Humanitarian Award recipient Rebekah Smith is motivated by the power of kindness

Rebekah Smith and Dean Val Napoleon, 8 March 2022

Val Napoleon, Interim Law Dean and third year JD/JID student Rebekah Smith, March 8, 2022

By Ivan Watson

Growing up in Brantford, Ontario, Rebekah Smith often heard her grandmother, Tamar Facey, say that it costs nothing to be kind. While embracing those words, she knows that the combination of generosity of spirit, hours of volunteer time, and dedicating one’s abilities to help others certainly adds up to a considerable, and deeply meaningful, investment in creating positive change. “It’s a cost that we can all afford and I think that we all have the capacity to be good and to be kind. It’s beneficial to both the people you help and your own character development,” says Smith, who since starting her journey in UVic’s JD/JID program in 2019, has been equally motivated by achieving academic excellence as well as by putting her skills to work to serve her community.

Smith is this year’s recipient of the Ann Roberts Humanitarian Award. Co-sponsored by the Faculty of Law and the Victoria Bar Association, the award is presented annually to a student in acknowledgement of their outstanding and selfless contribution of time and effort to the well-being of the law school, individuals with the faculty, and the community at large.

“Through her selflessness, generosity, kindness, and dedication to improving the lives and well-being of others, Rebekah embodies the spirit of this award,” said Interim Dean Val Napoleon in her remarks at the ceremony. “She is an exceptional and much deserving recipient of the Ann Roberts Humanitarian Award, having selflessly and quietly made significant contributions to the UVic law school community over her time here.”

Smith has played a major leadership role in the Black Law Students Association, and currently serves as President. She is also a member of the Racialized Law Students Collective, and a policy advisor with the Students of Colour Collective. She is a program ambassador with the Black Professional Leadership Program, and a board member with the British Columbia Chapter of the Canadian Association of Black Lawyers.

“When I started law school, I had this intense feeling of imposter syndrome and I think that’s common for a lot of people starting law but I think it’s particularly heightened if you come from a marginalised community and also if you have intersecting identities, so if you’re a woman, and also a person of colour,” says Smith. “I think there’s this feeling that you’re not supposed to be here. I’ve really worked hard to connect with students who share similar characteristics to me and to help them know that, even though these spaces weren’t necessarily created for us, we can still do really well in them. That’s been my driving motivation in all the things that I do—to help people.”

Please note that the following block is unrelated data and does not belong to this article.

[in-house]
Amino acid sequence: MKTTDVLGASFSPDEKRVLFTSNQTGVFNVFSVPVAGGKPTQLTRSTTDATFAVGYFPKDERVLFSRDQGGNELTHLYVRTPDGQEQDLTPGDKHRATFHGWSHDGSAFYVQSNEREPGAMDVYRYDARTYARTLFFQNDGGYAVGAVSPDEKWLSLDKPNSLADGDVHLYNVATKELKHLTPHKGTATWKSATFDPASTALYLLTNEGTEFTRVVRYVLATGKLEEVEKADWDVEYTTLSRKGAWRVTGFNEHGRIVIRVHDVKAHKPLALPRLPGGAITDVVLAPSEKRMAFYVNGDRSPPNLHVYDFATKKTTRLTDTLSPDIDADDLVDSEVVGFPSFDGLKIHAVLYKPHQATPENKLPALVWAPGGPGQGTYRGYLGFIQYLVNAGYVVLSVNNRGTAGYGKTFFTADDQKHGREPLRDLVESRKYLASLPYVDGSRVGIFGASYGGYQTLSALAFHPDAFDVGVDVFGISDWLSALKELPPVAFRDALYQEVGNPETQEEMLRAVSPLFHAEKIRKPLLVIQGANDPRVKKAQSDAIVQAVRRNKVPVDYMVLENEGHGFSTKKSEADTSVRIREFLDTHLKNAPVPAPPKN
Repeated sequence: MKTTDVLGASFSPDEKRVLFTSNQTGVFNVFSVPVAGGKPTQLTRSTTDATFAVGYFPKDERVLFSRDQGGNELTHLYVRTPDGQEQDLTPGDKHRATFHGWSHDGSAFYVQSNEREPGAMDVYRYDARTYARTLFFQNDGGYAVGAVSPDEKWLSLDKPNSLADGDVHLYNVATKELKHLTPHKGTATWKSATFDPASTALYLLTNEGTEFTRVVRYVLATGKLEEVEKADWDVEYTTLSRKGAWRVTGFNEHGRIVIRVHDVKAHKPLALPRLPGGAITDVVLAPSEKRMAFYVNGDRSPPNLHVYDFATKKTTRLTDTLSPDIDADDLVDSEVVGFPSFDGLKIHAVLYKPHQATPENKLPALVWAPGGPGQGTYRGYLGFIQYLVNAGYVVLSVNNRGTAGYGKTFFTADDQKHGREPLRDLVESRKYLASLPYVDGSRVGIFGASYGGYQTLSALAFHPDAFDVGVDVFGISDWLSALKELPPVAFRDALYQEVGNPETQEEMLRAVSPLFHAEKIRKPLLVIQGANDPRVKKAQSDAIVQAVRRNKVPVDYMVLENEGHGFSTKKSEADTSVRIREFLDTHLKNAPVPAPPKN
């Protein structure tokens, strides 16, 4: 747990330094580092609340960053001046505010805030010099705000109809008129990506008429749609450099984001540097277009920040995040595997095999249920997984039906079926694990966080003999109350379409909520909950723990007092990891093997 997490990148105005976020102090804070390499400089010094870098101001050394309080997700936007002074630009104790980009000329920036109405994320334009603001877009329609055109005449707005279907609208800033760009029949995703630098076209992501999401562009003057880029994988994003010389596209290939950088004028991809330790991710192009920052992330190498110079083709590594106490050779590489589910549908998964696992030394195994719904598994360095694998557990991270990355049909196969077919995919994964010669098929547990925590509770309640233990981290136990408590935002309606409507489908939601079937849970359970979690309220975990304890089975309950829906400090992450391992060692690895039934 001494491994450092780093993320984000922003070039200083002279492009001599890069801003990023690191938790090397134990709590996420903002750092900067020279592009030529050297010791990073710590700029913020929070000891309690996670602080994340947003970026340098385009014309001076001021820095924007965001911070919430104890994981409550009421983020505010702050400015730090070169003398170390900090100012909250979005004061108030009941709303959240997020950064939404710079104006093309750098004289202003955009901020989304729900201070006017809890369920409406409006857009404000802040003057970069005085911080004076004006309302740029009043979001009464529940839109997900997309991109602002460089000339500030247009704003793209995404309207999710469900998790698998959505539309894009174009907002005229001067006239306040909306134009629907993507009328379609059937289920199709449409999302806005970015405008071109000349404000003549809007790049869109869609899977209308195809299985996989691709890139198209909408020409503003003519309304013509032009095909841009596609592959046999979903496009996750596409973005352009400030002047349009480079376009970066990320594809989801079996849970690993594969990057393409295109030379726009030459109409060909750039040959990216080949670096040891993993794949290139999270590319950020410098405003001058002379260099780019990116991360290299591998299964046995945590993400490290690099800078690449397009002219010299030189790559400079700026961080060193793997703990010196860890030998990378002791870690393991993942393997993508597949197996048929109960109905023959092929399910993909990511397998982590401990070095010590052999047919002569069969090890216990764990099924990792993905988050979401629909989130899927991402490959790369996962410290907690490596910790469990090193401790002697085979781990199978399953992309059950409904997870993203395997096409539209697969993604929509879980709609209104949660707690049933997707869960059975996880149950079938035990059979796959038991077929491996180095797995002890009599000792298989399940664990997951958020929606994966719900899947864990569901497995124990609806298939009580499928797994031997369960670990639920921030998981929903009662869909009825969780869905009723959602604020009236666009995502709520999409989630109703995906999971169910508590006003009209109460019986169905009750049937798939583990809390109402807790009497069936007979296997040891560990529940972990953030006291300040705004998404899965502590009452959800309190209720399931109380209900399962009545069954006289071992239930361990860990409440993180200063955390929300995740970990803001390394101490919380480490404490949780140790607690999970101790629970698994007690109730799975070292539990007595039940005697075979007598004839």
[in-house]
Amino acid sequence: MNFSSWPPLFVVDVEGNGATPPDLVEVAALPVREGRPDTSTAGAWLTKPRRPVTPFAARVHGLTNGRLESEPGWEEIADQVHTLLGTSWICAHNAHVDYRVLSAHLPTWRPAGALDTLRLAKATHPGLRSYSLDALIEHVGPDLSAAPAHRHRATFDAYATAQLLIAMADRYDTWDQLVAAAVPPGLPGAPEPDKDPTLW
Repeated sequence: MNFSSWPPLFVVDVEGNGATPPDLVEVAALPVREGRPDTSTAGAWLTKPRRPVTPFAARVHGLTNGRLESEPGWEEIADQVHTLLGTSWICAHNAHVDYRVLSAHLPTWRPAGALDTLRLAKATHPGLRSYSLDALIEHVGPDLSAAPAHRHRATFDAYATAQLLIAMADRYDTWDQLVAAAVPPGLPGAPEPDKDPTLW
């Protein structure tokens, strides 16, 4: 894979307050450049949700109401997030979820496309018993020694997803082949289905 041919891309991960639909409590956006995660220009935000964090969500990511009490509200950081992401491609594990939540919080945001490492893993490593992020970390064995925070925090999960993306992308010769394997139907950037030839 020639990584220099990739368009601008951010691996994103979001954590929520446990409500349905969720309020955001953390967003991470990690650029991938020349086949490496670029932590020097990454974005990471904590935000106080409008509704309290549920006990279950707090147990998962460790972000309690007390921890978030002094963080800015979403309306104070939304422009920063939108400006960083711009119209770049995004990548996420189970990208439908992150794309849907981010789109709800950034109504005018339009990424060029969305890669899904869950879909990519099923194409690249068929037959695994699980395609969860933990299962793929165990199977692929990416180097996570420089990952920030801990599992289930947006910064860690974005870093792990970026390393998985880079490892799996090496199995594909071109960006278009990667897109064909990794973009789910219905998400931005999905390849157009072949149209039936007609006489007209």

Smith also co-organized a series of workshops on trauma-informed training and education, and served as a member of admission committee, as a teaching assistant and member of the planning committee for the Indigenous Perspectives Camp. She is currently a Third Year Representative on the Executive of the UVic Law Students' Association as well as a peer tutor for first year students. During first and second year she was an active member of FemLaw and the Environmental Law Club. In the community, she volunteers as a Disability Advocate with Together Against Poverty Society and as a kitchen volunteer with the Mustard Seed.

Several of Smith’s professors and peers have remarked on her culinary skills and she has often shared her delicious cooking with others. “I think it’s very important to break bread with people,” she says. “It’s really helpful way to get to know people and to have a conversation with them in a way that is welcoming.”

Smith received her award on March 8, 2022, immediately following the F. Murray Fraser Lecture on Professional Responsibility given by the Hon. Sheilah Martin, Justice of the Supreme Court of Canada. “It felt surreal,” says Smith. “Not only being able to listen to her in person, but for her to share some recognition of who I was, it meant a lot.”

Her advice to future law students? “I would say that it is important to know that law school is doable and that you can succeed here,” she says. “I’d also say that it is important to make friends and build connections outside of law school, to understand the connection between law and the community, and to use the skills that you’re learning in a way that’s practical and that helps others.”

Media contact:

Ivan Watson
UVic Law Communications